“This group provides such closeness and the ability to connect with other people,” Wright, co-founder of New Suffragettes, said. “We all come from very diverse backgrounds, but we all work together for a common goal.”

Stephany Butler, one of the founding members of the New Suffragettes, joined just a week after it was created and attended the first meeting. 

“To give back to society, we have to get involved and make a difference,” Butler said. 

Fellow member, Sandy Campagnone, met the New Suffragettes at a march in October and became involved shortly after.

Darin Wright bonding with a younger member of the group over making posters at one of their weekly meetings. Tuesday, February 14, 2023 (Photo by Maddie Van Horn.)

“I’m old enough to remember a time when women did not have legal access to abortions,” Campagnone said. “Abortions still happened, it’s just that more women died.”

Outraged by the regulations surrounding abortion rights, Campagnone decided to join the New Suffragettes.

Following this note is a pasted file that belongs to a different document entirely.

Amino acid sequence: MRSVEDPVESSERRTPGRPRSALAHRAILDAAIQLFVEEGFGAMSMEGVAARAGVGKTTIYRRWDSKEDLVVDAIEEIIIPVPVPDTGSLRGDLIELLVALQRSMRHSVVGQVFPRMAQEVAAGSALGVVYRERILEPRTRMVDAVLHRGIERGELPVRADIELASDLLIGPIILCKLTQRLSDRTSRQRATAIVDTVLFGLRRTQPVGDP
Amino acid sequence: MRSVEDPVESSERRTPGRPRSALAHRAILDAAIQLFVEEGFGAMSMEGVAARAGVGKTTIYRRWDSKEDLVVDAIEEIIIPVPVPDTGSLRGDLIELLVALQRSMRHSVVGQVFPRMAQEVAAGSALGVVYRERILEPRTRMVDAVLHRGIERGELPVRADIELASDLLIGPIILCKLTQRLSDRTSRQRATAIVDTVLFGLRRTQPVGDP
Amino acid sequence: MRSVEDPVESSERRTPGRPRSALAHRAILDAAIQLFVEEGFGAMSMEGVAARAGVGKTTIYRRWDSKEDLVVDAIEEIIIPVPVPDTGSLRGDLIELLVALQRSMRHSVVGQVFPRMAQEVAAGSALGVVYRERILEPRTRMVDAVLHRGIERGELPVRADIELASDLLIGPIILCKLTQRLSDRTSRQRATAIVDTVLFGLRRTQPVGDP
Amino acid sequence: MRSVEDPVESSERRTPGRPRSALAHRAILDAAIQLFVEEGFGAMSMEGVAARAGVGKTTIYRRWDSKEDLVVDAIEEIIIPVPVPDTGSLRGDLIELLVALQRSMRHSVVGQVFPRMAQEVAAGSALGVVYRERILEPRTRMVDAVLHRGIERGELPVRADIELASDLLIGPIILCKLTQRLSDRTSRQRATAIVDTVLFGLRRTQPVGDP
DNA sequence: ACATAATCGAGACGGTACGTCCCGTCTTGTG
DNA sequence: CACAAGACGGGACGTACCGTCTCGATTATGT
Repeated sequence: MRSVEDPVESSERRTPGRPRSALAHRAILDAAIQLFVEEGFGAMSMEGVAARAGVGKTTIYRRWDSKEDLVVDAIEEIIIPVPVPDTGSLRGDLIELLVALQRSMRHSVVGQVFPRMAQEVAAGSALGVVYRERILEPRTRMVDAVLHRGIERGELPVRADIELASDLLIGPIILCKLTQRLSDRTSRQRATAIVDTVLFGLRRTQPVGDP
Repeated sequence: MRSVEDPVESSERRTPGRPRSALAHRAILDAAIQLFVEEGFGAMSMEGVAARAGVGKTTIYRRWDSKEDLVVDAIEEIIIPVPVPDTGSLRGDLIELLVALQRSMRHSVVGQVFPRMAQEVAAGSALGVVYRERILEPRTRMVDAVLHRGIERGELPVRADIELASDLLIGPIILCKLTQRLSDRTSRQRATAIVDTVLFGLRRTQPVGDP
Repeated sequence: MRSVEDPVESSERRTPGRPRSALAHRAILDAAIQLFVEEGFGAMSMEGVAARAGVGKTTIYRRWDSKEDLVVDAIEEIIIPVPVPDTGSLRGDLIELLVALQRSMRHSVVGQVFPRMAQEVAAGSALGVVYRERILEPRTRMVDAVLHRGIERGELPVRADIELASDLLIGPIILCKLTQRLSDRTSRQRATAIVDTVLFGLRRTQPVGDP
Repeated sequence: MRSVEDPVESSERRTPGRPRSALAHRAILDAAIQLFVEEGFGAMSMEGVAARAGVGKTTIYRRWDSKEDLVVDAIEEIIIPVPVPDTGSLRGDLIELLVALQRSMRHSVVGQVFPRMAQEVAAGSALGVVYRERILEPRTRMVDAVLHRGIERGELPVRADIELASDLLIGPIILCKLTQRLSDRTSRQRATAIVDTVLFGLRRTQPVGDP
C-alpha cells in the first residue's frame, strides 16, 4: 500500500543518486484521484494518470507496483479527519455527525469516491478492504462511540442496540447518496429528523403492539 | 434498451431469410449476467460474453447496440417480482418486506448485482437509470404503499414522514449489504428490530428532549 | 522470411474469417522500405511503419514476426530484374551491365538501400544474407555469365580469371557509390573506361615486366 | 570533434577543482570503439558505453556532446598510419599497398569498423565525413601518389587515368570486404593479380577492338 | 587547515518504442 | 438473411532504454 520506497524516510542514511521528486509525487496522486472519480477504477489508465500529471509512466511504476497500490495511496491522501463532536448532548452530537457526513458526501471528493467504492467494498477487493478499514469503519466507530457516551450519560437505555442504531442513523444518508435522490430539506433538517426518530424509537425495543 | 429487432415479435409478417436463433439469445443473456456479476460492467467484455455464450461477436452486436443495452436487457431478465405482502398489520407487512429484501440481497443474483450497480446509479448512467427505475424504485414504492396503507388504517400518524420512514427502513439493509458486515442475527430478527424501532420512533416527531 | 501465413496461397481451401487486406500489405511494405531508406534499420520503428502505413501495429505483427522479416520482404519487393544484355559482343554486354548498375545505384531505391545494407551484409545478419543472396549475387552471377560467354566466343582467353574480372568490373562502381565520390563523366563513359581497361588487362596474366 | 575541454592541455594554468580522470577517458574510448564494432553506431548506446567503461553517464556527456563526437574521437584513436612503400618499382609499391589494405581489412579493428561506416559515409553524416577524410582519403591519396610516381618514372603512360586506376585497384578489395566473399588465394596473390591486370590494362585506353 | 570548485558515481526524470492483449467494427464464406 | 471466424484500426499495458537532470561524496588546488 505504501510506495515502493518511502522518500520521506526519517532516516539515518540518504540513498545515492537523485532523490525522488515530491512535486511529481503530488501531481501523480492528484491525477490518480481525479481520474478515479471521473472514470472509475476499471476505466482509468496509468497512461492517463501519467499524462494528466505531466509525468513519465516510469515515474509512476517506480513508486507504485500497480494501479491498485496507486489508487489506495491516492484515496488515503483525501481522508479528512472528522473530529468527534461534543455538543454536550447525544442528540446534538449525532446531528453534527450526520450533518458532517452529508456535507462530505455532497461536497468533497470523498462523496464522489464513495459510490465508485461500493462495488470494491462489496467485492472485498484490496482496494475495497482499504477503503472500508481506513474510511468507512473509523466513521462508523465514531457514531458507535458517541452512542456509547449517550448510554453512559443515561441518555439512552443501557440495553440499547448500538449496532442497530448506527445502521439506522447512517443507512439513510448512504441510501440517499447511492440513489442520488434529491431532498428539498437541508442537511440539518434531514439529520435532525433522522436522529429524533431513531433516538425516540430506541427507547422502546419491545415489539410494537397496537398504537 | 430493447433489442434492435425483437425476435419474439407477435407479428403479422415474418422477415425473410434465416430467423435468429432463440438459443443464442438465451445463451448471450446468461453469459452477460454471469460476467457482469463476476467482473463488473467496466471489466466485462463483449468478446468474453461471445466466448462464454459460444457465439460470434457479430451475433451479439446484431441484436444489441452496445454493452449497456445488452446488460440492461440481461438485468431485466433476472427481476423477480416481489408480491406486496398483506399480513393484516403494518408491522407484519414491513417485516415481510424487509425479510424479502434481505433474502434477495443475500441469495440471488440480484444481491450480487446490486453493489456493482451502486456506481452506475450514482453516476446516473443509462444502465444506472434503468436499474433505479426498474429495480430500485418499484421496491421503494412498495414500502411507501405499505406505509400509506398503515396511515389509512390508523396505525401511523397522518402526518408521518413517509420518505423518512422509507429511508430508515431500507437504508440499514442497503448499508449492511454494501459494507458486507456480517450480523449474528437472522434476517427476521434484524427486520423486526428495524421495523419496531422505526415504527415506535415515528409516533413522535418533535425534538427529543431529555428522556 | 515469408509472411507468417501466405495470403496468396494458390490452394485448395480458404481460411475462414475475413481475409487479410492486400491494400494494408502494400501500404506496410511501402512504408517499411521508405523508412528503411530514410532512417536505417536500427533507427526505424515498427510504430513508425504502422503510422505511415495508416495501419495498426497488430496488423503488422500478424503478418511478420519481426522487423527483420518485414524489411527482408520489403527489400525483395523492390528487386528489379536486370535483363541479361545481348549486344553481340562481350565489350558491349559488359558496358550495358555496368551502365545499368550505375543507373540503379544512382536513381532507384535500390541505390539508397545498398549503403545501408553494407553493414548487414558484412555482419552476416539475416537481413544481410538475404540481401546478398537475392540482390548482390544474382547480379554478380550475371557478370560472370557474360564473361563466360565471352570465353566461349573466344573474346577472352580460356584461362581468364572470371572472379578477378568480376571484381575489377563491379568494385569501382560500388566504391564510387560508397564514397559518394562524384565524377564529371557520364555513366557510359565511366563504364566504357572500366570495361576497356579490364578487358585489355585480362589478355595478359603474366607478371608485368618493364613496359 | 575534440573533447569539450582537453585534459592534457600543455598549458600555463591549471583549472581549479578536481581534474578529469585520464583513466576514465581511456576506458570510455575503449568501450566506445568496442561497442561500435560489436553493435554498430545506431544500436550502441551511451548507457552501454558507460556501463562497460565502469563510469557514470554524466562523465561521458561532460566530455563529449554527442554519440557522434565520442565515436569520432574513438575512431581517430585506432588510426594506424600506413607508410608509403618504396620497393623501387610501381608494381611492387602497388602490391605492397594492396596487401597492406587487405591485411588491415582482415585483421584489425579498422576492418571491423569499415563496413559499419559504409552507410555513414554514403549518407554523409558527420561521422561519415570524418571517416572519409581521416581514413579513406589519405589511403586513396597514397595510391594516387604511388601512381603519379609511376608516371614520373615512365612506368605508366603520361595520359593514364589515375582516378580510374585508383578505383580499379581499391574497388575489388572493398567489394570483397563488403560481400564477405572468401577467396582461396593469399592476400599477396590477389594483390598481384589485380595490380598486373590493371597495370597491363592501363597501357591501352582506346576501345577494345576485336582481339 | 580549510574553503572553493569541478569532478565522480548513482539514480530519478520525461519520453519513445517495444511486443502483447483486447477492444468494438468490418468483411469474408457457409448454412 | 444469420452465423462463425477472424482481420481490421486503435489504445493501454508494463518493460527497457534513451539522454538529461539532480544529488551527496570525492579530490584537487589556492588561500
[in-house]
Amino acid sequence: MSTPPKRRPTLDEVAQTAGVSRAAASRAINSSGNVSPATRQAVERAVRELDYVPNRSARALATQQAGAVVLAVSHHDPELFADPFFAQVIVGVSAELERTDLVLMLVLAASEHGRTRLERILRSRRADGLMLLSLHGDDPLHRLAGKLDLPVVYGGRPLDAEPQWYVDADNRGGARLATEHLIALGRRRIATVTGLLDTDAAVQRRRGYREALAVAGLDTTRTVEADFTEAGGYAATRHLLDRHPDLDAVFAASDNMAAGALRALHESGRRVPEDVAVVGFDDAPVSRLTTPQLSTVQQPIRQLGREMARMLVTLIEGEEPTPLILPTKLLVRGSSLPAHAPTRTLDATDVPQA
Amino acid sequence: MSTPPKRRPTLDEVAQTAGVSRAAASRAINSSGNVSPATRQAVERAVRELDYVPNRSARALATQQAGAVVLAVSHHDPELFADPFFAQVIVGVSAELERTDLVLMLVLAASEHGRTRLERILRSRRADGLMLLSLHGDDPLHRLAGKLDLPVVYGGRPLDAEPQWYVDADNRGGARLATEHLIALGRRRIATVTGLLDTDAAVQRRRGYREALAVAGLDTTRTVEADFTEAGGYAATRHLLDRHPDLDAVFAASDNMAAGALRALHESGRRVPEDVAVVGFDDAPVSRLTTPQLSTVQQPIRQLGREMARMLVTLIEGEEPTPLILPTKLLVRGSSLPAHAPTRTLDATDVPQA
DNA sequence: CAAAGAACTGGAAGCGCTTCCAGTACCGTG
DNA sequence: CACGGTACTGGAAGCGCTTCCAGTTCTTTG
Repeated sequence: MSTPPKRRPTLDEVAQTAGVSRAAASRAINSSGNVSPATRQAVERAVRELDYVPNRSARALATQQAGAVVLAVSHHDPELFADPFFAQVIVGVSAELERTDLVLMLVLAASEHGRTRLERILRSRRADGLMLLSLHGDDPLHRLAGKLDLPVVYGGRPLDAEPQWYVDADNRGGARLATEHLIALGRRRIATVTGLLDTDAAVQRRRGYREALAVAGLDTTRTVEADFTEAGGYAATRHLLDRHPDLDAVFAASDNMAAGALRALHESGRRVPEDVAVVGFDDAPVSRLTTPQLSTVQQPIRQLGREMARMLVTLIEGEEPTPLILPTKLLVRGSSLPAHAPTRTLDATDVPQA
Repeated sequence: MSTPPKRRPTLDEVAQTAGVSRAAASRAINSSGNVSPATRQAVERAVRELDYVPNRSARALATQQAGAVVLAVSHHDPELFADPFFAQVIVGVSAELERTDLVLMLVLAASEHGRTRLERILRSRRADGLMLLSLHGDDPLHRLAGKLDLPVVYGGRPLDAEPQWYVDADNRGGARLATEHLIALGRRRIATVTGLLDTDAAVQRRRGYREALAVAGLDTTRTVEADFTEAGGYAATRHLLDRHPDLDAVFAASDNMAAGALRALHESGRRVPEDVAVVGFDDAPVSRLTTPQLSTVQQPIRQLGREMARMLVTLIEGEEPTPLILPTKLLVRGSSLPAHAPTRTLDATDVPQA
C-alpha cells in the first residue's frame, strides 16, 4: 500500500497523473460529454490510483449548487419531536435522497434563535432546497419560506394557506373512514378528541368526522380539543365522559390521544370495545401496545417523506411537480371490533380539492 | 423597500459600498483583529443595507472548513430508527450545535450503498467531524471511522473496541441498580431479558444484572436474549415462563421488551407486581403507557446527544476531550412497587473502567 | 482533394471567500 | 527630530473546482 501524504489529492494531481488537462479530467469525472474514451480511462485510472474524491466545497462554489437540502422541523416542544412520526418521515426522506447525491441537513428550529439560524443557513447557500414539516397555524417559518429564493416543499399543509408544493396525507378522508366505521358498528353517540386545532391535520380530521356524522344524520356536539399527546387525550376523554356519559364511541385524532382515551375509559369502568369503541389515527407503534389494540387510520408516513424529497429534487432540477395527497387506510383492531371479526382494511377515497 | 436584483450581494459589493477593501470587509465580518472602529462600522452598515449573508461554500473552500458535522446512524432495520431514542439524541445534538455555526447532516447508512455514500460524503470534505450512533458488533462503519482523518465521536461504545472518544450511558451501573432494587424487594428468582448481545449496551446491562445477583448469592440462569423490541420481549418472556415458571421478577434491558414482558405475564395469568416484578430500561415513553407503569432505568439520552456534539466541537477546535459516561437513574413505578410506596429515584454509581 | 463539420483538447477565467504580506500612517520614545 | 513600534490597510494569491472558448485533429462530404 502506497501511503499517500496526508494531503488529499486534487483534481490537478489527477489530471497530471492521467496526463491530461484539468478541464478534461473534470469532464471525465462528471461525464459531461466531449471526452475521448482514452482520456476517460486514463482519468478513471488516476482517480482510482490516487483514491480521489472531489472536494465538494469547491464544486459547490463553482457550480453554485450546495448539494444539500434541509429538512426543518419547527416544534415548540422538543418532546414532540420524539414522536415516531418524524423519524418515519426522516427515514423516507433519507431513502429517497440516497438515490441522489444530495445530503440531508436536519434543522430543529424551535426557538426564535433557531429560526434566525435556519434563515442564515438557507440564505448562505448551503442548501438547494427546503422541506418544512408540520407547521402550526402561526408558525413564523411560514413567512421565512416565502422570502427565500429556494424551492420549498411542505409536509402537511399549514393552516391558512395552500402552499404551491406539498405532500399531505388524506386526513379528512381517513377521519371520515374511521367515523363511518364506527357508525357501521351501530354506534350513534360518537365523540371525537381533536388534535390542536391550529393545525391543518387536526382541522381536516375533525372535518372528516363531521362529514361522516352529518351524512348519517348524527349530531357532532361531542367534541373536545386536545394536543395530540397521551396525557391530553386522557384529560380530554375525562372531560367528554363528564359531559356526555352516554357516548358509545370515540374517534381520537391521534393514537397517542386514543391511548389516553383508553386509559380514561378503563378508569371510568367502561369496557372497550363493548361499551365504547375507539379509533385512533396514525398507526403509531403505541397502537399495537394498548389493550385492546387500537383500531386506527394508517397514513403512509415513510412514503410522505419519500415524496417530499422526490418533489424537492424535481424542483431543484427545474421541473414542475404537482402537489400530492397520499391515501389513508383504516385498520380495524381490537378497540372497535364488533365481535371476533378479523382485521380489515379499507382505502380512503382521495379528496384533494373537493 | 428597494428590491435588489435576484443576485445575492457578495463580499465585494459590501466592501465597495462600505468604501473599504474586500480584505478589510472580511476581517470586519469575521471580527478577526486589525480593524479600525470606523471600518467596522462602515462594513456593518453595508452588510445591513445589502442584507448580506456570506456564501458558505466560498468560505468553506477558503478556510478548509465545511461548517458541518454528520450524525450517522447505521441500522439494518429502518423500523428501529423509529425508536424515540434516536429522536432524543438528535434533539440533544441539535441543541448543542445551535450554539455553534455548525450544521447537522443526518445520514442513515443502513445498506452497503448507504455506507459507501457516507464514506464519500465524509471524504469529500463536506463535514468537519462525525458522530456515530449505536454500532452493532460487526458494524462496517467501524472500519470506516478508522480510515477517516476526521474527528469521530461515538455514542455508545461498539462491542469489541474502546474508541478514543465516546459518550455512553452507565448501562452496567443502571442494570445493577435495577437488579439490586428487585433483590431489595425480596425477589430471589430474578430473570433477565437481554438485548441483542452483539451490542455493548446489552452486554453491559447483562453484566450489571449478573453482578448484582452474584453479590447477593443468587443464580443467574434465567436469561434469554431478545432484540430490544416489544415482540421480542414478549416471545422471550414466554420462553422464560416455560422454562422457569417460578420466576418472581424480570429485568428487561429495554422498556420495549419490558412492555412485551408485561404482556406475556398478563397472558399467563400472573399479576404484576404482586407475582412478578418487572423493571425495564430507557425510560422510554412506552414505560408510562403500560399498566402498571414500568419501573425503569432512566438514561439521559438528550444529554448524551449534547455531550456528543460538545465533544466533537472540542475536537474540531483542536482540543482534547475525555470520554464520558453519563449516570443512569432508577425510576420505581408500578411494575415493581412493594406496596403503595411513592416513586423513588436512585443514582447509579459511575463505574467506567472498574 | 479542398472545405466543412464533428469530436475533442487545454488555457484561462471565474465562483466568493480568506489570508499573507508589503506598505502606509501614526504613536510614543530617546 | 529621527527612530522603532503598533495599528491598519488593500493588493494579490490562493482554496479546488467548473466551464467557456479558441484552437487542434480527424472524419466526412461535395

“Besides being dead serious about everything, they also made it fun,” Campagnone said. 

Campagnone first began marching in 2017 and has been to every local women’s march since then. She recently retired last May, which has given her more time to devote to the causes she values as important. 

“I don’t have a job to worry about any repercussions at work for my views,” Campagnone said. “I can say whatever I want and not have to worry about stepping on anyone’s toes.”

Although the New Suffragettes advocate for women’s reproductive rights, they are also very passionate about animal, civil and LGBTQ+ rights.